Davide: And how does it work?

Juha: Well, we could try this. We have here two situations on both side of the curtain. We know what is there and they know what is here. On the other side of the curtain there are the two opponents, the Custos (presiding official) and Davide. What happens next, however, is in the realm of possibilities. We don’t know will happen on the other side.

Maybe Davide is preparing a private demonstration just for the opponents, and they will examine his work in scrutiny for the last time. Even though this is a public defence, lots of academic decision making takes place behind closed curtains.

Maybe he asks them to volunteer in an experiment depicting the dynamics of the ancient Greek chorus. Davide is using written instructions and sign language, so that we don’t hear them. He explains that the experiment is quite simple, yet a bit unorthodox, but it is an essential part of his public defense. He advises the opponents to work in silence, for as long as possible. He hands out masks and instructs them to put them on. They look baffled. Davide is showing them a series of simple movements, a sort of choreography, which they repeat together, while still sitting in their chairs. They start to move in unison, they create a unity, just like the tragic chorus.

The choreography is quite suggestive, hypnotic, it is setting them to a mild trance-state. They are also making a very low humming voice. You can’t probably hear it because it is so low. Only some animals, like goats and deer, can register this frequency, so they are in a way contacting the animal side of their existence. The voice is resonating deep in their bodies and makes the trance state stronger. The movements are getting bigger. Probably they are removing their excessive clothing and it is getting hard for them to stay silent. The humming and movement are still keeping them together, like one single organism that is about to explode from it’s own, sustained energy. It is a tragic chorus! And from the ecstatic chorus a man emerges. The protagonist is born. The proto character stepping out from the chorus. He replies to the chorus. He sings. He shouts.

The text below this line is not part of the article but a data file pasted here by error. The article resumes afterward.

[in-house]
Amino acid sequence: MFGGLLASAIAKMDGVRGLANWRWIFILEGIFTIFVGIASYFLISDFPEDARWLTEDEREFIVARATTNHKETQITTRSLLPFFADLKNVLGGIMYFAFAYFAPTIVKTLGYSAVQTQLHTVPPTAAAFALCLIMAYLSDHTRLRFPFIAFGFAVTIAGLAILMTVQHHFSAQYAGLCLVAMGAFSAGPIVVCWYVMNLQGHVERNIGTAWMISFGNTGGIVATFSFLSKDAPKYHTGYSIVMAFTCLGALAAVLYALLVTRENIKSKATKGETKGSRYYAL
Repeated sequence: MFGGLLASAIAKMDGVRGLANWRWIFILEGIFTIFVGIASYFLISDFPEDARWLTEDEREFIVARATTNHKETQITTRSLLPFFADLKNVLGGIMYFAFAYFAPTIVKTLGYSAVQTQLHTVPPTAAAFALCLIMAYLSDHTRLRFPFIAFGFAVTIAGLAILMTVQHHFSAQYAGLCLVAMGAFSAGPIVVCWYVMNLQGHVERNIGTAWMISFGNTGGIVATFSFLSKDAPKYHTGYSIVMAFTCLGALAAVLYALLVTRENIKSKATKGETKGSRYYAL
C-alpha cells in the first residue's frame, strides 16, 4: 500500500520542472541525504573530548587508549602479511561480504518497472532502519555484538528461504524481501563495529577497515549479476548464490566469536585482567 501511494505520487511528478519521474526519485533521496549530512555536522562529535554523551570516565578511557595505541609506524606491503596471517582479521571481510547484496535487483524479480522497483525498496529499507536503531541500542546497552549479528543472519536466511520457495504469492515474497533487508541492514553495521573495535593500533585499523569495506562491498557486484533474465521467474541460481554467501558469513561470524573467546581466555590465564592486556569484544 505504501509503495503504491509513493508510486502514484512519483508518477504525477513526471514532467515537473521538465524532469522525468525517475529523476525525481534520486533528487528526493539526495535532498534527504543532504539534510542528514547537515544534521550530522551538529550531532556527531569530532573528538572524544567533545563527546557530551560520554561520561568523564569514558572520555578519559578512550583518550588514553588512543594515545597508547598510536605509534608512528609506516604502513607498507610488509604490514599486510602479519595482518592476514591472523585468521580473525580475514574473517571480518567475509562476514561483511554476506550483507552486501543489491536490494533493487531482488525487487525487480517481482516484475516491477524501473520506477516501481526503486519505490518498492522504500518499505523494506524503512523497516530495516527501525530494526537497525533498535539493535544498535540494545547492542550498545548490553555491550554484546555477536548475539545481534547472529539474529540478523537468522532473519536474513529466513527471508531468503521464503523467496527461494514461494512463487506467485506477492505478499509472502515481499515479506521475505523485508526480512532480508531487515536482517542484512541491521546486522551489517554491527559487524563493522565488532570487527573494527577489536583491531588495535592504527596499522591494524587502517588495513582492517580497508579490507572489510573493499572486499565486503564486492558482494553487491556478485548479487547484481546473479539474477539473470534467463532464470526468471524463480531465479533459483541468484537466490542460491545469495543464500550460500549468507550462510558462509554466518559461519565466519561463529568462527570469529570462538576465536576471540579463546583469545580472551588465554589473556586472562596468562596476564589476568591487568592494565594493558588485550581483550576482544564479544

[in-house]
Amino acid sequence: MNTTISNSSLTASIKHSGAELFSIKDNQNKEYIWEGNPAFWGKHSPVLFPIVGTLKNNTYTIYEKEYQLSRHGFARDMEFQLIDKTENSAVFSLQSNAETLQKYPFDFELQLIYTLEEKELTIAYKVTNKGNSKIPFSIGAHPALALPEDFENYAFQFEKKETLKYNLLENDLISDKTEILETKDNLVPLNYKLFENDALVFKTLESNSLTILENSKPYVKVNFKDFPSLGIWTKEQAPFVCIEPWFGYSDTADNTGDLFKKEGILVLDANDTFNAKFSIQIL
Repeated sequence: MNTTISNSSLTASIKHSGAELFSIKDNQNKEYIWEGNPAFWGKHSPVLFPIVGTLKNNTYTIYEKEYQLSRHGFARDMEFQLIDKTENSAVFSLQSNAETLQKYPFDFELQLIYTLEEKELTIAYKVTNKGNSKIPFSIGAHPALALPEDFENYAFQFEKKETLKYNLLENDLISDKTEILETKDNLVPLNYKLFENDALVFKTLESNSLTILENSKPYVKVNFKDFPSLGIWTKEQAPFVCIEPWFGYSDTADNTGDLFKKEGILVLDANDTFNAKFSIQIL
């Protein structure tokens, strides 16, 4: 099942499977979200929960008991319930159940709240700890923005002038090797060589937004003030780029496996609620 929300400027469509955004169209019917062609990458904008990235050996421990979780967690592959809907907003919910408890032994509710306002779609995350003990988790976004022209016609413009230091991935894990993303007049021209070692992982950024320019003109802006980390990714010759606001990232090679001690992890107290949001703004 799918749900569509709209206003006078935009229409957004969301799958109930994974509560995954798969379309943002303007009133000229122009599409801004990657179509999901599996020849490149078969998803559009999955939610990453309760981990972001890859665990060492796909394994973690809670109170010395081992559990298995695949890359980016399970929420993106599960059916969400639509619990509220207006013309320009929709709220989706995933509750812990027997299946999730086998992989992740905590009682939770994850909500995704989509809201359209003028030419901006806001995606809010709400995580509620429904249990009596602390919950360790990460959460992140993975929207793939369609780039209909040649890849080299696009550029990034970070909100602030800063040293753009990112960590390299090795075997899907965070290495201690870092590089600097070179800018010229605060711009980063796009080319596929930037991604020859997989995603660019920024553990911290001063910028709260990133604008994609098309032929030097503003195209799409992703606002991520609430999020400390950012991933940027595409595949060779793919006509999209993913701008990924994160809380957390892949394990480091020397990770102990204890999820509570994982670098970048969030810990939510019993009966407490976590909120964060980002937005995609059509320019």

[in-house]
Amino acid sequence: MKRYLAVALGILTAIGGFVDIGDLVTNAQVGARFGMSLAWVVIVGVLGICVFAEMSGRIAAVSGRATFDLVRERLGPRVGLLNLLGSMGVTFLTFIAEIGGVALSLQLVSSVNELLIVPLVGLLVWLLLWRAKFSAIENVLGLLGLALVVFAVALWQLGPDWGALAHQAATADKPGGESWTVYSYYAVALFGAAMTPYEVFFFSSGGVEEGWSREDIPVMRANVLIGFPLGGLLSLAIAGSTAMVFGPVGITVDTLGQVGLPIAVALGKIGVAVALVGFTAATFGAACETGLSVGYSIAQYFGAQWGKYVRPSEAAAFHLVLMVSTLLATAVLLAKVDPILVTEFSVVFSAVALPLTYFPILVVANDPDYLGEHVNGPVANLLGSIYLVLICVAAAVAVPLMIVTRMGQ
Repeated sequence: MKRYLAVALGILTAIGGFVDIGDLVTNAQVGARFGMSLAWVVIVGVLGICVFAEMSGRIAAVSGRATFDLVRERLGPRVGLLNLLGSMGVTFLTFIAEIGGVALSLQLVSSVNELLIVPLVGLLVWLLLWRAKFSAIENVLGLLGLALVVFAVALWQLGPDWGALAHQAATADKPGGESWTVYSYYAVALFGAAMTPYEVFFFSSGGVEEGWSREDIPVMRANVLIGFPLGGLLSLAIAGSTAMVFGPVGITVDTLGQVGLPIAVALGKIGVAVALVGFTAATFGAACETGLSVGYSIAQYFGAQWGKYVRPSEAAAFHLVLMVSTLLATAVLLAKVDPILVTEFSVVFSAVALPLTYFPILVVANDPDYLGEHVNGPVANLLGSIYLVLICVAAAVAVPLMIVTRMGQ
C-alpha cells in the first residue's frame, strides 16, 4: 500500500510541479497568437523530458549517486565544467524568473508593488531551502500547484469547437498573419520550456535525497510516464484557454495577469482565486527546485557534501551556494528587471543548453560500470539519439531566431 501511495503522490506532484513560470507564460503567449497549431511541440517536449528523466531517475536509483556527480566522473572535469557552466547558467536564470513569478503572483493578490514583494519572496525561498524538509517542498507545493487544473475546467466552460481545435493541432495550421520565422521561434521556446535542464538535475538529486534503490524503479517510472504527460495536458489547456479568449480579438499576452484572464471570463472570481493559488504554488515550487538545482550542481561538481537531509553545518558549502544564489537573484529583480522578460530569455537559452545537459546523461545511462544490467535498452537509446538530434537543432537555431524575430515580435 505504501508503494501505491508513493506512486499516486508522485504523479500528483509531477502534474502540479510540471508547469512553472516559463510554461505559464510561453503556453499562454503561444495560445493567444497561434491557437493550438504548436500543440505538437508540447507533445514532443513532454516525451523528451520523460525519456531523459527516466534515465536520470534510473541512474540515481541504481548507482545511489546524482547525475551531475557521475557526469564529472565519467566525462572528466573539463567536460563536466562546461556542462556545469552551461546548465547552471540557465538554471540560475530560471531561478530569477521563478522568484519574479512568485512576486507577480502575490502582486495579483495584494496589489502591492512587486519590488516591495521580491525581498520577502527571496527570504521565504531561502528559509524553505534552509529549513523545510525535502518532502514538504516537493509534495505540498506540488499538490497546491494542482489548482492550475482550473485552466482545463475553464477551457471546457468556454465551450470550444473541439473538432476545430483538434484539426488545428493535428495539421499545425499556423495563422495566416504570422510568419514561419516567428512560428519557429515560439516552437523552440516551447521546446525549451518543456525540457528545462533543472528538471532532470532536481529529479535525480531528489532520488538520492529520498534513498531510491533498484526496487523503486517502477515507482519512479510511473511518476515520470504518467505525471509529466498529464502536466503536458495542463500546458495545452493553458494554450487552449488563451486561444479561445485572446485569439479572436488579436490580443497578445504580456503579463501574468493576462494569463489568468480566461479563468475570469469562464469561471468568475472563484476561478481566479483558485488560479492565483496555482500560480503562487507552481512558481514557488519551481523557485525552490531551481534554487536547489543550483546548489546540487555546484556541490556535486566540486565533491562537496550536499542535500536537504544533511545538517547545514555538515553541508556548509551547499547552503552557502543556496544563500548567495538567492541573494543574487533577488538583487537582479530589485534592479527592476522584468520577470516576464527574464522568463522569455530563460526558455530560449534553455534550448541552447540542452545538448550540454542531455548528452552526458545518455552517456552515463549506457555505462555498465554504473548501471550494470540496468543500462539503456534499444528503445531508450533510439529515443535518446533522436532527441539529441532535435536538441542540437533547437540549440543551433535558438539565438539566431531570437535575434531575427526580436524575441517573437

Davide: Please. Stop.

The curtain is taken down. Everybody can see again the “other side”. During the presentation, at this moment, many auditors smiled. Nothing had changed in the room, but probably in the mind of auditors, the images evoked by Juha were superimposed on the reality. And possibly the auditors were not seeing anymore the Opponents, the Custos and me in the same way.

If we look carefully, the moment of the birth of the proto-character happens at the exact moment when the actor exits the chorus; when he steps out of the continuous movement of the ecstatic dancers, in other words: it happens with the act of stopping. In the action of pausing, we place ourselves outside the incessant flux of life and we can observe it.

Would this imply that the theatrical act verges on the act of observing? Contemplating?